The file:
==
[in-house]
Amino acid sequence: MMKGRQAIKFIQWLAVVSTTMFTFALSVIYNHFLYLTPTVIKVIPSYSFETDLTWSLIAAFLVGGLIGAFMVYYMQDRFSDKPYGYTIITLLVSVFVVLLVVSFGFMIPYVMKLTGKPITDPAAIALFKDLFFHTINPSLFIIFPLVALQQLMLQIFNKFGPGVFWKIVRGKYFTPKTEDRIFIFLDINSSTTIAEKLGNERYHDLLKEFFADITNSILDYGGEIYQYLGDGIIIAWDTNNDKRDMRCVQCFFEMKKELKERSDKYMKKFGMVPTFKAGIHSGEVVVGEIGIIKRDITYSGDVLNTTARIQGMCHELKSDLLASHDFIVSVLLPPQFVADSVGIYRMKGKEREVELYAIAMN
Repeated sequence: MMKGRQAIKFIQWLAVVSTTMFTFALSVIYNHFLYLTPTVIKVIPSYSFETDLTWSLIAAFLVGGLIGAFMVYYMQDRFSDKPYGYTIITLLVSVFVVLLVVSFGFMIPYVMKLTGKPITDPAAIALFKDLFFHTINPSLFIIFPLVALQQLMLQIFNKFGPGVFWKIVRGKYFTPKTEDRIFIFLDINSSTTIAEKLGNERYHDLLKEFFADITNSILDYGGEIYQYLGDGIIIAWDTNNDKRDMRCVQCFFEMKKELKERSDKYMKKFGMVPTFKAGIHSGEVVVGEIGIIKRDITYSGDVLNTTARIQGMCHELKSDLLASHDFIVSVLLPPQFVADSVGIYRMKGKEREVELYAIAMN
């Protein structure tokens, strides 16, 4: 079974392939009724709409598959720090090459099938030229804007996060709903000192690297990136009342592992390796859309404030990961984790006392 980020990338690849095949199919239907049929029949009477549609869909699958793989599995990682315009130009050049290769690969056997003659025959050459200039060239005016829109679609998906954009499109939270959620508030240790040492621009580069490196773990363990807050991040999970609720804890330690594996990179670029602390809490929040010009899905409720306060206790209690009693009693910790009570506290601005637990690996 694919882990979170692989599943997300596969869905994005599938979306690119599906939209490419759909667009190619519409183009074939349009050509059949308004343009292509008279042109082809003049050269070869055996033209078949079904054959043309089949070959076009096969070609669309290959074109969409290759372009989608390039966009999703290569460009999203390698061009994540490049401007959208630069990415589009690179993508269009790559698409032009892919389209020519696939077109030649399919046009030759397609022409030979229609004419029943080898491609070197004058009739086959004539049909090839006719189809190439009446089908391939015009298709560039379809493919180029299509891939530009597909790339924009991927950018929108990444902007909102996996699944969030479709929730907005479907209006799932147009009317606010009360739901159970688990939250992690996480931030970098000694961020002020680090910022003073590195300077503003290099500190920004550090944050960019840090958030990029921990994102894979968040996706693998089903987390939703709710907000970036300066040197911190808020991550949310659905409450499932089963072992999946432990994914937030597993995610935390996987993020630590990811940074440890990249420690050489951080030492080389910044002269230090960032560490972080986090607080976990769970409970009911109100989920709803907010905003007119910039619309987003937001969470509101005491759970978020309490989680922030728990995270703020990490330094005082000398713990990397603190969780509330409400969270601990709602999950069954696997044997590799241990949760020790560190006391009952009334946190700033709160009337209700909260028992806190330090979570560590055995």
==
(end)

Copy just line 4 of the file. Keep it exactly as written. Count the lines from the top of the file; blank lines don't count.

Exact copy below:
């Protein structure tokens, strides 16, 4: 079974392939009724709409598959720090090459099938030229804007996060709903000192690297990136009342592992390796859309404030990961984790006392 980020990338690849095949199919239907049929029949009477549609869909699958793989599995990682315009130009050049290769690969056997003659025959050459200039060239005016829109679609998906954009499109939270959620508030240790040492621009580069490196773990363990807050991040999970609720804890330690594996990179670029602390809490929040010009899905409720306060206790209690009693009693910790009570506290601005637990690996 694919882990979170692989599943997300596969869905994005599938979306690119599906939209490419759909667009190619519409183009074939349009050509059949308004343009292509008279042109082809003049050269070869055996033209078949079904054959043309089949070959076009096969070609669309290959074109969409290759372009989608390039966009999703290569460009999203390698061009994540490049401007959208630069990415589009690179993508269009790559698409032009892919389209020519696939077109030649399919046009030759397609022409030979229609004419029943080898491609070197004058009739086959004539049909090839006719189809190439009446089908391939015009298709560039379809493919180029299509891939530009597909790339924009991927950018929108990444902007909102996996699944969030479709929730907005479907209006799932147009009317606010009360739901159970688990939250992690996480931030970098000694961020002020680090910022003073590195300077503003290099500190920004550090944050960019840090958030990029921990994102894979968040996706693998089903987390939703709710907000970036300066040197911190808020991550949310659905409450499932089963072992999946432990994914937030597993995610935390996987993020630590990811940074440890990249420690050489951080030492080389910044002269230090960032560490972080986090607080976990769970409970009911109100989920709803907010905003007119910039619309987003937001969470509101005491759970978020309490989680922030728990995270703020990490330094005082000398713990990397603190969780509330409400969270601990709602999950069954696997044997590799241990949760020790560190006391009952009334946190700033709160009337209700909260028992806190330090979570560590055995």